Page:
Washington Nationals Series Preview: A Look At The Tigers With Bless You Boys

Bob Levey

With interleague play happening throughout this season, we have some unfamiliar opponents. I asked Bless You Boys's Rob Rogacki some questions about the Tigers as they get set for the first of two series this season, starting with a two-game set at Nationals Park tonight.

1. I have to start with Jose Valverde. First off, what was the reaction when it was announced he was coming back, and second are Tigers fans ready to forgive and forget?

There was a vocal minority of Tigers fans who thought Valverde's return spelled the demise of the entire organization -- not to mention baseball, the economy, and mankind, it seems -- but most fans were cautiously optimistic about the move. At first, it smelled of desperation, as the rumors started immediately after Phil Coke blew a save during the first series of the season. It turns out that the organization did their homework, visiting Valverde in the Dominican Republic to see him throw. He didn't allow a run during a short stint in the minor leagues and has looked to be his normal self in his first few outings in the big leagues this season. As for whether Tigers fans are ready to forgive Valverde after his awful postseason, it depends on their level of interest. Most casual fans still seem to be a huge fan of Valverde, who is the consummate showman while on the mound. Diehard fans are still on edge, but most are encouraged by Valverde's fastball velocity, which severely declined towards the end of last season. With closer-in-waiting Bruce Rondon still working on his command and secondary pitches in the minors, Valverde may be the perfect short-term stopgap until Rondon is ready to handle the ninth inning.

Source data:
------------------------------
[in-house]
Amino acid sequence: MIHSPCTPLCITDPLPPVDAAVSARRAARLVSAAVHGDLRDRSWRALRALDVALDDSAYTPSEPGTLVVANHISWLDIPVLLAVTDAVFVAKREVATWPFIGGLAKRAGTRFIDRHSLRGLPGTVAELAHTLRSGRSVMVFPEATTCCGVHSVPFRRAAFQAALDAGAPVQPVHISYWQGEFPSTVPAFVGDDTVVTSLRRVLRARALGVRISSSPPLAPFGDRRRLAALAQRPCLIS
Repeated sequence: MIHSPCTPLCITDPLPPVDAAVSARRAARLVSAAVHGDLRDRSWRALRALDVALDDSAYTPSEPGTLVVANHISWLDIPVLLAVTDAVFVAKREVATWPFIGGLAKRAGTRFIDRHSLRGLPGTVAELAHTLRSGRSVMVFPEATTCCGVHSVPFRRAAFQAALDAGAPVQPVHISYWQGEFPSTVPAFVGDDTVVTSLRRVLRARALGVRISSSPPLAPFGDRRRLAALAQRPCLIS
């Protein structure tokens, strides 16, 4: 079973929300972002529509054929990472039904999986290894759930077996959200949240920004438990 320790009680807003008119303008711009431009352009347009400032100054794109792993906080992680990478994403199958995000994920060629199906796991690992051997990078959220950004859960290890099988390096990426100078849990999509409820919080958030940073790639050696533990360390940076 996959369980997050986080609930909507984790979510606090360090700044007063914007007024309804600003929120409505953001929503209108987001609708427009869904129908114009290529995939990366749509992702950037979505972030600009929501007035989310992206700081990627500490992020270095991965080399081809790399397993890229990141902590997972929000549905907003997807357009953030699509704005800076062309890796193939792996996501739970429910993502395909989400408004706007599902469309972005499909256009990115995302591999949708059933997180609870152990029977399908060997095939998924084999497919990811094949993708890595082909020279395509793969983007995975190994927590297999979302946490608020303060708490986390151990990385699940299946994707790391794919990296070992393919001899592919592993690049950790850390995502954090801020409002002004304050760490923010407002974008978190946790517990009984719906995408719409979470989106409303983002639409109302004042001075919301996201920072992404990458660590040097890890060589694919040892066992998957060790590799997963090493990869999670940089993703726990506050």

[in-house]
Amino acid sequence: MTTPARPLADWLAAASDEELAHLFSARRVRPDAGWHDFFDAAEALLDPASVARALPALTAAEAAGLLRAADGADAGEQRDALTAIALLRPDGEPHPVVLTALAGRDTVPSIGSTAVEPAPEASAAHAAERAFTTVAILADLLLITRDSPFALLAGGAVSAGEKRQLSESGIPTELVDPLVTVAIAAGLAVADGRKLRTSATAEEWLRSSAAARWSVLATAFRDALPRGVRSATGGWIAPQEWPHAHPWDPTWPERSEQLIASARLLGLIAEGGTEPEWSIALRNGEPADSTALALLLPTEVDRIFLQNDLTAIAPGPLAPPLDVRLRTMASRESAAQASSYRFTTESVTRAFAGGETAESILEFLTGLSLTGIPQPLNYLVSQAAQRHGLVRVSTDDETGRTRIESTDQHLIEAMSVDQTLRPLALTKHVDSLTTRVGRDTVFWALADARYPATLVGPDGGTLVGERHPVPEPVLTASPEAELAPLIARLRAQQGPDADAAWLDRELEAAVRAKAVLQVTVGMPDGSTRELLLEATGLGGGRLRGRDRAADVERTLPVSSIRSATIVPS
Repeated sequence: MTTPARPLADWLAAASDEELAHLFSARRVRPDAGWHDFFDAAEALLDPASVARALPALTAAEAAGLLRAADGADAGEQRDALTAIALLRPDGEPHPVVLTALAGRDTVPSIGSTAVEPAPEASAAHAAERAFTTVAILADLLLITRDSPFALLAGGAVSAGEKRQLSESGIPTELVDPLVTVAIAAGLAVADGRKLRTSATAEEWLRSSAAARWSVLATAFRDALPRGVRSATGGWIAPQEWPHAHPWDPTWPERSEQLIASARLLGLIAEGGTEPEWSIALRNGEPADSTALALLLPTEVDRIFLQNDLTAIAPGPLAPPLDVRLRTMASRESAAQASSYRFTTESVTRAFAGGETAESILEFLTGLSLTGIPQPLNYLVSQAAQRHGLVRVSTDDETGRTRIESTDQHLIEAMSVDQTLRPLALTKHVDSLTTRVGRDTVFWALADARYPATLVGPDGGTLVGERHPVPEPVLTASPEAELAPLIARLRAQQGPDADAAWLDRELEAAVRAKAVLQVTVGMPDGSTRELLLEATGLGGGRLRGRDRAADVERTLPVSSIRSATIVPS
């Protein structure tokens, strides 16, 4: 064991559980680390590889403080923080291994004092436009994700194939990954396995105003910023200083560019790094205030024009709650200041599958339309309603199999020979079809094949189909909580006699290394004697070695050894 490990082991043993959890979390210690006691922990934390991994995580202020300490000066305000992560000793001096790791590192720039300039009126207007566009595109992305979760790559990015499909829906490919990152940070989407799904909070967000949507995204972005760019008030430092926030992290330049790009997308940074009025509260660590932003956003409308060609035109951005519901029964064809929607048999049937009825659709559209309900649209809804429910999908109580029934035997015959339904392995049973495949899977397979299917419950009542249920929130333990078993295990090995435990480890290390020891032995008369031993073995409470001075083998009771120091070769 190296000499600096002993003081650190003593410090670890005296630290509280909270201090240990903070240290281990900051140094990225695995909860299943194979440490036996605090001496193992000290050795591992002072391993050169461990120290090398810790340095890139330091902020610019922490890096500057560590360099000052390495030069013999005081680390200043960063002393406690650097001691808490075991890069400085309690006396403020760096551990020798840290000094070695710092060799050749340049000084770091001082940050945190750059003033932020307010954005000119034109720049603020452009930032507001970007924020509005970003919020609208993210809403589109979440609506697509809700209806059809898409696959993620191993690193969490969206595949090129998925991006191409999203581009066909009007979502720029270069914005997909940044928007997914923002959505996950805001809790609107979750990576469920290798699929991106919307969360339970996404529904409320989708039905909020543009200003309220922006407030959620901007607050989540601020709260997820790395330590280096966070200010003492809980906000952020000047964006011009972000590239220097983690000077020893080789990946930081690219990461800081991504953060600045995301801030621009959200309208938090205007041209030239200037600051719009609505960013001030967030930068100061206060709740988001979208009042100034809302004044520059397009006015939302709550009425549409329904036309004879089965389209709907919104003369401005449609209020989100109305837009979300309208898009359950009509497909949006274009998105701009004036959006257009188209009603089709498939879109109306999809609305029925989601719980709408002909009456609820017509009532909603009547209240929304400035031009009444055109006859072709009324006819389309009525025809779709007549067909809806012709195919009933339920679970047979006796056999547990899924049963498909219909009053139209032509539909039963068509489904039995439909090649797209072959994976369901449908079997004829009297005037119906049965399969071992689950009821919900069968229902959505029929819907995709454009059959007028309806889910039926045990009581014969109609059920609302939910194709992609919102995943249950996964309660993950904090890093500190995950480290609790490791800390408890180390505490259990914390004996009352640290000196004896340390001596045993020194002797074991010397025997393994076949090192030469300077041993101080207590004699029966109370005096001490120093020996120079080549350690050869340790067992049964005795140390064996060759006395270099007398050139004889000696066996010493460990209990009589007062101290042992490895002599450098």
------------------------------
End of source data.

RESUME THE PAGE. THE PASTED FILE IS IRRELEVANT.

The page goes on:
2. When Kansas City made some moves this offseason to compete for the AL Central crown, a lot of people laughed them off. Were Tigers fans concerned going into the season, and has the season changed that outlook? Or are they just playing the role of the Cleveland Indians this season?

If there were any Tigers fans concerned about the Royals heading into this season, they were few and far between. The Royals got the top-end starter in James Shields that they have sorely lacked recently, but don't have much beyond that in their rotation. They have gotten off to a good start thanks to improved production from Ervin Santana, Wade Davis, and Jeremy Guthrie, but until they can sustain that success for a longer period of time, people are going to remain skeptical. Davis has already floundered in his last couple of starts, both of which came against divisional opponents. Their offense hasn't come around either, and the loss of Wil Myers -- a player who many believe should have been in the majors in 2012 -- doesn't help their outlook going forward.

One thing that seemed to go overlooked is how much the Tigers improved simply by shedding some dead weight in Delmon Young and Brennan Boesch. Torii Hunter has been even better than advertised in the #2 slot in the Tigers lineup, and his defense is miles better than anything the Tigers got from Boesch or Young last season. Victor Martinez has struggled out of the gate, but his track record suggests that he will end the season with much better numbers than the Tigers got from their designated hitters in 2012.

3. Is there any way to stop Miguel Cabrera? He's off to a great start after a great season a year ago. Is there an argument that he can improve over last season?